Luis Aguilar Lashes out at SEC-Issued Fines in Affiliated Computer Services Case
After the Securities and Exchange Commission (“SEC”) issued penalties in a case regarding alleged financial reporting fraud, Luis Aguilar criticized the agency last week for being too lenient in its settlement order. Per the case, former chief executive officer Lynn Blodgett and ex-chief financial officer (CFO) Kevin Kyser of Affiliated Computer Services (“ACS”) were accused of organizing an equipment manufacturer to redirect through the company’s pre-existing orders that were previously received from one of its customers. As a result, the ACS’ reselling of transactions gave the illusion of strong revenues during fiscal year 2009. While Blodgett and Kyser settled with the SEC and agreed to pay fines of $465,000 and $210,000 respectively, the agency’s commissioner said their punishment lacked fraud charges and was comparable to a slap on the wrist.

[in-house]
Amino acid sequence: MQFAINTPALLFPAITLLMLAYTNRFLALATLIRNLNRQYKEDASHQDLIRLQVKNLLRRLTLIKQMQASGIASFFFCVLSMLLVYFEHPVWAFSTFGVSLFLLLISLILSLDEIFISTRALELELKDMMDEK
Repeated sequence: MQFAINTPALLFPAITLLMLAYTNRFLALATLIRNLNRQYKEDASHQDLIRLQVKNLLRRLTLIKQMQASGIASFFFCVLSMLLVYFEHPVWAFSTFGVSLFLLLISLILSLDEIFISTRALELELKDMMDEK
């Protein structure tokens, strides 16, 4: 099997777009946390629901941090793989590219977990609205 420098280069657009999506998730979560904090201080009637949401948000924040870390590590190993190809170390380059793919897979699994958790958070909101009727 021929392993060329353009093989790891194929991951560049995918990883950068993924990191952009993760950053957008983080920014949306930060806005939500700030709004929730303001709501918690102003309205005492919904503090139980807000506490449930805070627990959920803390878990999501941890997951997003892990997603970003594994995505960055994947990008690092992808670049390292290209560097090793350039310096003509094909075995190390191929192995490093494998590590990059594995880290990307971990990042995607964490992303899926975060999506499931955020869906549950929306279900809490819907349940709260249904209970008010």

Aguilar also expressed concern that the SEC is becoming more content accepting settlements rather than levying fraud charges or suspending accountants. During fiscal 2010, for instance, the SEC handled 117 financial reporting and disclosure cases, and enforced suspensions in 54 percent of such cases. The following year, the number dropped to 86 and suspensions occurred in 53 percent of the cases. In 2012, there were 76 cases and 49 percent of them had suspensions. Last year, the cases continued dropping to 68 and 41 percent accepted suspensions.
In response to Aguilar, Andrew Ceresney of the SEC’s Division of Enforcement said the SEC remains dedicated to the prosecution of accounting and financial fraud. Supporting the agency’s commitment, he referenced the number of financial reporting cases for the year have already passed 2013’s total by 21 percent. To see how we can assist your business in fraud matters, visit the Cherry Bekaert Fraud & Forensics advisory page.